I’m a fan of US author Charlie Donlea. I’ve very much enjoyed some of his recent books including The Suicide House and The Woman in Darkness. They all feature past crimes and long-kept secrets and have leveraged popular culture, including podcasts, true crime documentaries (or similar); uncovering missed clues and injustice. Donlea maintains the intrigue and twistiness in his latest, Twenty Years Later.
I love Charlie Donlea’s books. In fact, I gave his last, The Woman in Darkness, 4.5 stars which is a rarity for me. I make the point in that book that his titles are always standalones but that I hoped to see one of the characters introduced there (Rory), again.
And, well… he was obviously listening cos, she’s back!*
Having said that, it doesn’t matter if you haven’t read The Woman in Darkness as Donlea quickly shares Rory’s quirks and the abilities her autism offers her.
I’ve read and enjoyed Charlie Donlea’s first two books, The Girl Who Was Taken and Don’t Believe It and his latest is no different. In fact, I must admit if I have one gripe it would be that it was nearing its end far sooner than I wanted it to. I really did not want it to finish. (Which is rare for me nowadays as most books are longer than I’d like).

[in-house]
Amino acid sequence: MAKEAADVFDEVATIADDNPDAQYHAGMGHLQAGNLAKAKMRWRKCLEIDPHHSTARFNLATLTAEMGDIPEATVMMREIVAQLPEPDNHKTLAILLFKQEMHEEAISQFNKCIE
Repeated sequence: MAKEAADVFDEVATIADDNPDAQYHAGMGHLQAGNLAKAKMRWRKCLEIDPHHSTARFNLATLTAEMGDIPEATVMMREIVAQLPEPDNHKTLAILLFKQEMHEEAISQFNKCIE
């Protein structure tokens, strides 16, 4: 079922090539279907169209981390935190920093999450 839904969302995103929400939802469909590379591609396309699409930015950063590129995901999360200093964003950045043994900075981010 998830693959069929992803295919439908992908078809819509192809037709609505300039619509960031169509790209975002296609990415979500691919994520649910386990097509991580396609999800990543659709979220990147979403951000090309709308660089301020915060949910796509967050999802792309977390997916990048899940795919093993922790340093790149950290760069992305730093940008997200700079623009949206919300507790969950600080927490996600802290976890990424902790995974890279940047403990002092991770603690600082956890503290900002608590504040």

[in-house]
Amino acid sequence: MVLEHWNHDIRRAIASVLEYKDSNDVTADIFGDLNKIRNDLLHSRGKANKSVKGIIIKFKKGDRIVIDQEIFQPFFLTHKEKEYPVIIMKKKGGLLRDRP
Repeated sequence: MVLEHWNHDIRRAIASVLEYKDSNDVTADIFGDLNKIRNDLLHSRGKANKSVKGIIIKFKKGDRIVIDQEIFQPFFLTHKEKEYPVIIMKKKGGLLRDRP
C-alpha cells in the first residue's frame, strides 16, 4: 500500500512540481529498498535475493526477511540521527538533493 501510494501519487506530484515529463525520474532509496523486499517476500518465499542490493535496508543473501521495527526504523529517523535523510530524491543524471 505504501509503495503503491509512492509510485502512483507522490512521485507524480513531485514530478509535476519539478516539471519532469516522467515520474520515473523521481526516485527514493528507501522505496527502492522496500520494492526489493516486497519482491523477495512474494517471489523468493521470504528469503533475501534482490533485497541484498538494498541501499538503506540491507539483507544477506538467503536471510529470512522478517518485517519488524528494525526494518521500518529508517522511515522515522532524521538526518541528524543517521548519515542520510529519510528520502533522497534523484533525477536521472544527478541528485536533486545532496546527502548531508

Each of Donlea’s other books has been a standalone but featuring such well-developed characters I ALWAYS find myself checking it’s not part of a series. I’m fairly sure I’d be happy to read more featuring each of the leads we’ve met, but Donlea manages to give them a story arc that – though brief – is completely fulfilling for the reader.
In my review of Charlie Donlea’s The Girl Who Was Taken I commented that I’d assumed the author was female. I wasn’t sure why but said it was perhaps because Donlea delivered the voices of the leads – all female – with great ease and realism.
It wasn’t until I opened Goodreads I was reminded of this again and I was similarly surprised. Again I can only think it’s because he writes the female perspective well. (And I don’t know what that seems strange…)
Back in the day… and before the series took a turn for the worse (or jumped the shark as they say in TV-land) I was a fan of Patricia Cornwell’s Kay Scarpetta series. I loved the coroner / sleuth combo. It was new at the time, though of course became increasing popular in books and on TV after Dr Scarpetta blazed that trail, leading to the likes of Silent Witness and iZombie. 😉
Although The Girl Who Was Taken by Charlie Donlea isn’t really about the work of a coroner as such, it’s centred around one and I very much enjoyed the detail / research and expertise Donlea inserted into his plot and characters.